England 4 Lithuania 0: Five things we learnt from Wembley

Kane a phenomenon; Welbeck a threat; England have an identity

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The Independent Football

Kane knows how to write a fairy tale

Harry Kane is some phenomenon. Even by the standards of his year, his first cap must have been the most remarkable moment, beating even his two-goal north London derby back in February. He had to wait interminably long for it, standing in the cold on the touchline alongside Ross Barkley until the ball went out of play, but from then on it was a fairy tale, as he was greeted with the loudest roar of an enthusiastic night.

With his first meaningful movement he peeled away at the far post and nodded Raheem Sterling’s cross into the net.

Enthusiastic Welbeck offers a different threat

It might well have been a frustrating week to be Danny Welbeck. He must have been aware of the nation’s growing “Kanemania”, the public insistence that Kane should usurp Welbeck and partner Wayne Rooney up front, starting last night at Wembley. Roy Hodgson, though, is not a man to be carried along by public fashions and he spoke at his press conference on Thursday about his reluctance to “succumb to the clamour”.

Welbeck played with the enthusiasm and focus of a man eager to reward his manager’s trust, and to prove to all the Kane fans that he carries his own threat. Welbeck performed a role more suited to his own skills than to Kane’s: darting in from the wing, reaching the byline, testing the defenders with his strength and his burst  of pace.

The slower pace of international football often suits Welbeck and he was dangerous throughout here. He created the first goal, nutmegging Tadas Kijanskas, skipping away from Tomas Mikuckis and drawing the save from which Rooney headed in. He continued to test the defenders and, on a luckier evening, he might have won a penalty or two when brought down in the box. When it came, his goal was not especially pretty, deflected in after hitting his shoulder, but it was deserved.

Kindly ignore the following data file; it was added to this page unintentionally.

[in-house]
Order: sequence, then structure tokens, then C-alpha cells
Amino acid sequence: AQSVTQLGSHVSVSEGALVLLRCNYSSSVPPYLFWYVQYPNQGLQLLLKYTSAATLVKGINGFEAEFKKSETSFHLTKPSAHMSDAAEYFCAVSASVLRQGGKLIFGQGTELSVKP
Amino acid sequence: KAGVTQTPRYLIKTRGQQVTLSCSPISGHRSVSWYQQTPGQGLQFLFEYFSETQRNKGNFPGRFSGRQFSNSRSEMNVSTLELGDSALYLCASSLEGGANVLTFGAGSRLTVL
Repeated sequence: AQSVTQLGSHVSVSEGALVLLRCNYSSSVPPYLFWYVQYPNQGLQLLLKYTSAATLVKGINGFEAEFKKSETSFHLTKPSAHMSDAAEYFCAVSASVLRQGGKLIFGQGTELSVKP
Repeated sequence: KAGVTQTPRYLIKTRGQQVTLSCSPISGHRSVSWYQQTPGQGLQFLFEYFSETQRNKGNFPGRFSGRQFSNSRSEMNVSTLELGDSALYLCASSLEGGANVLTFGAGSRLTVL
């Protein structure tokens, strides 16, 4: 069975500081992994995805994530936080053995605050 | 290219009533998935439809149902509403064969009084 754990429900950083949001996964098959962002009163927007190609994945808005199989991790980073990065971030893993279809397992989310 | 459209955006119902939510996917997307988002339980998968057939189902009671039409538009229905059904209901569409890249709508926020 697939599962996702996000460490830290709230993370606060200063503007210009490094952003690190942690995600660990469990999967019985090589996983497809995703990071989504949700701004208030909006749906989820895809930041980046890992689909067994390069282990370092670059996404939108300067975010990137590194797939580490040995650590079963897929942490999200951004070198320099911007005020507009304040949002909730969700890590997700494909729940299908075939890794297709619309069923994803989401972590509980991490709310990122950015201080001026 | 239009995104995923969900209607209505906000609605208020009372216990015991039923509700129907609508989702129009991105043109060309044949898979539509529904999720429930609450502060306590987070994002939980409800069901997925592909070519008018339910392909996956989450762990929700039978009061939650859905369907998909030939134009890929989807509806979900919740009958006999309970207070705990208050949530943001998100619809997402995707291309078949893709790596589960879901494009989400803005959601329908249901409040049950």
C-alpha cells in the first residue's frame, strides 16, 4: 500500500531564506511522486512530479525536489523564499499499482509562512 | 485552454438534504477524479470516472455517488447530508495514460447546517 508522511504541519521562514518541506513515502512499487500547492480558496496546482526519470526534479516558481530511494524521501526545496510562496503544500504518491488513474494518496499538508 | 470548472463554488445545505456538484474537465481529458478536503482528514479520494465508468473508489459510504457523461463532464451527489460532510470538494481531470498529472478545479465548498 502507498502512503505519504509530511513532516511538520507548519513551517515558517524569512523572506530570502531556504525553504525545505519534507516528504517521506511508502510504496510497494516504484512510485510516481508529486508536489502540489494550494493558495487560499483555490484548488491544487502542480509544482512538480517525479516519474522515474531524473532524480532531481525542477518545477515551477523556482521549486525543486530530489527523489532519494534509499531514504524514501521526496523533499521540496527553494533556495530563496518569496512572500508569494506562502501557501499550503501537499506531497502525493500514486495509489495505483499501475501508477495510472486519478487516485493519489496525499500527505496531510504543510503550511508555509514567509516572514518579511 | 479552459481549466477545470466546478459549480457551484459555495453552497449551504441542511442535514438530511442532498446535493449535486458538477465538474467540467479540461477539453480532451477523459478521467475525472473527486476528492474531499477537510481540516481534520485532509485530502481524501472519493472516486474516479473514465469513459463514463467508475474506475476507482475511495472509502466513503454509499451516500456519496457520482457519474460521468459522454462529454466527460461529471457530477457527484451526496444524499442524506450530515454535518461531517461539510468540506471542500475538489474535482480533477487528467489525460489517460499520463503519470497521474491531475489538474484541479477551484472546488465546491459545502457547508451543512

Friday night kick-off brings atmospheric full house

There are some very good reasons for not holding these internationals on Friday nights, primarily for the sake of those fans who do not live in the south of England.

There is a benefit, though, in that Wembley was sold out last night, in a way that might not have been the case on a Saturday afternoon. Despite problems with the trains, the stadium was almost entirely full and the atmosphere was positive and supportive throughout.

This might sound excessively optimistic, but given the status of the game, an effective formality against ordinary opposition just months after an underwhelming World Cup, it was impressive enough. There has been a reconnection of sorts between this England team and their public since Brazil, and the bad old days of England players being booed at the national stadium have been left behind.

The Friday night kick-off, and the relaxed post-work crowd, is not without drawbacks, but it does help.

Re-energised England team now has an identity

As Roy Hodgson has sought to re-energise his team and his public since Brazil, he has prioritised energy and pressure without the ball. While England’s route to Euro 2016 has been fairly simple, they have played with enough pace and intensity to keep everyone engaged. If the high point for this was the opening 2-0 win in Switzerland last September, this was impressive in that way too.

In almost every role, Hodgson went for the faster, sharper option, meaning that he had the twin engines of Fabian Delph and Jordan Henderson in midfield and then the firework bursts of Danny Welbeck and Raheem Sterling either side of Wayne Rooney.

It worked, too, as England hassled Lithuania into errors, maintained the pressure throughout and created enough chances to win by an even greater margin than they eventually did. This England team have an identity now, which has not always been the case in the past.

Carrick role crucial to team keeping the ball

It was not, ultimately, Michael Carrick who won England this game, but he did give an obvious demonstration of the skills he can bring to this team. Deployed  in the deep midfield role, he is a far more natural fit there than Jack Wilshere or James Milner, both used recently. This was Carrick’s first competitive international start since October 2013, but he took to it instantly, simply showing for the ball and  moving it forward to a white shirt with as little fuss as  possible.

It allowed England to keep the ball and keep on the front foot, which was the key to the game. Against better opposition he would be even more important.